This has given rise to an information-as-entertainment culture that defers to immediacy over depth, sound-bites over full narratives, convenience over quality, novelty over the familiar, shock over nuance and titillation over reflection. This overload makes us feel increasingly alienated from ourselves and disconnected from others, and has not only consequences on our personal health and well-being, but also on that of society at large.
Training our attention and in particular our ability to listen is the prelude to reclaiming our shared sense of humanity, fostering our health and well-being, communicating more compassionately and intelligently, and addressing the growing social and environmental challenges we are facing. Our sense of hearing - by its primacy in our development, higher acuity and resolution in comparison with other senses, and direct connection with our emotional world - has the potential of playing a special role in this quest.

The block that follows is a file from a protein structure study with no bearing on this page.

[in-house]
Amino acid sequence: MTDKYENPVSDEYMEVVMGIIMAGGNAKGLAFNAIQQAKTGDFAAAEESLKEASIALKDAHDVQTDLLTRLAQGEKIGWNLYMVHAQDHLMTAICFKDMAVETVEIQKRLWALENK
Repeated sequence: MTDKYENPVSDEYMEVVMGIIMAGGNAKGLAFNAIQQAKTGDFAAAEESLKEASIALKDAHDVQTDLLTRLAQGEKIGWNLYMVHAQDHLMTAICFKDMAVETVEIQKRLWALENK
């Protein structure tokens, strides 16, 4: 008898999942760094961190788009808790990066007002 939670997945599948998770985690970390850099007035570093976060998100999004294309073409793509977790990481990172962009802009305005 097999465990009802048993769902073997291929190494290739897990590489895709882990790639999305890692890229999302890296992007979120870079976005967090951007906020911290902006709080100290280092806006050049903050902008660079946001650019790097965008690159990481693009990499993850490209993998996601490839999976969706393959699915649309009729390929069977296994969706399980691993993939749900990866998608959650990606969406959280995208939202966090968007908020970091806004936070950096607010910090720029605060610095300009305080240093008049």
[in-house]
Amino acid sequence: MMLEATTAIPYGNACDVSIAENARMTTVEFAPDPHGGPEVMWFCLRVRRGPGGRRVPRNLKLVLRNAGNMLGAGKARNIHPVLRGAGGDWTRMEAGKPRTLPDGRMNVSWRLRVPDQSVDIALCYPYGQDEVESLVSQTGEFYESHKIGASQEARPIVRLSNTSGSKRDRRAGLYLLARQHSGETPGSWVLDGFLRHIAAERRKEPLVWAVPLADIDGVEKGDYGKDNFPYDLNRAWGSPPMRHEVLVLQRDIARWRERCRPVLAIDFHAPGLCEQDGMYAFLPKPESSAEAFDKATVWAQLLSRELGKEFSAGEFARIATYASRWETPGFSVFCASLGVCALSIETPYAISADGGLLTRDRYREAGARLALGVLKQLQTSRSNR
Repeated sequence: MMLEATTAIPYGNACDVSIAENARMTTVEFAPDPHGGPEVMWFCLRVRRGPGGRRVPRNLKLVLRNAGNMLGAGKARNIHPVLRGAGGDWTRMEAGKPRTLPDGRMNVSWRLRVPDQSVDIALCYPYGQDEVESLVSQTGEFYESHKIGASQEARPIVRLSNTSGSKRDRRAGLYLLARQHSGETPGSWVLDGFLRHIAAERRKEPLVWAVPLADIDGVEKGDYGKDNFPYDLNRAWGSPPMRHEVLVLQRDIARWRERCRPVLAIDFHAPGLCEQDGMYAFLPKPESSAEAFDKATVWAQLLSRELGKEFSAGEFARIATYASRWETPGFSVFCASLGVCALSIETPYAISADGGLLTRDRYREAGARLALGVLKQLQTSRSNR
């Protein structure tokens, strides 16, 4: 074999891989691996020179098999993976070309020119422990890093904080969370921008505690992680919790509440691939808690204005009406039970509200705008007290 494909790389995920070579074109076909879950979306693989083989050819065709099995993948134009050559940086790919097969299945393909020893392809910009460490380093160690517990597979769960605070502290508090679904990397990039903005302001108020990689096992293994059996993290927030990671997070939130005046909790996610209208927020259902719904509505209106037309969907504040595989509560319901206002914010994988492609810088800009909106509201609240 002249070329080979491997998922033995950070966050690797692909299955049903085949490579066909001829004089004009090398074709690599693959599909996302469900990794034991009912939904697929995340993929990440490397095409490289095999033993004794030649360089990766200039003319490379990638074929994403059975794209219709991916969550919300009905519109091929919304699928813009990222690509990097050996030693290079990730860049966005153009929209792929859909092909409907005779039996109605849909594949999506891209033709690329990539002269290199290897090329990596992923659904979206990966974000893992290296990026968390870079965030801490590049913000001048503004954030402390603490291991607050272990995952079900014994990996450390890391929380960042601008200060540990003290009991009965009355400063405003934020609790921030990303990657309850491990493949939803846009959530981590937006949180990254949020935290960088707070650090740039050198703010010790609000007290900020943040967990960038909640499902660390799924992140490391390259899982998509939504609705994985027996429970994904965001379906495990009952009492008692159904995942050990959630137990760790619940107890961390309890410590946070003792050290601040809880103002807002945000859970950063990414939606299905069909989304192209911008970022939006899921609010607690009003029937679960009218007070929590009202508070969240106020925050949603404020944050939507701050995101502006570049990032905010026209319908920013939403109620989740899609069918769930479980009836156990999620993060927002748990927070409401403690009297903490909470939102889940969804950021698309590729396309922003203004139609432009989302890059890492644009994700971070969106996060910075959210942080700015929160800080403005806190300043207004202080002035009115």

We believe that sound is a naturally easier support to meditation and is as a result accessible to a larger audience. Our mission is to leverage the power of sound to retrain the ear in an effort to re-establish our relationship with listening - both internally and externally - through a range of sound-supported meditative practices.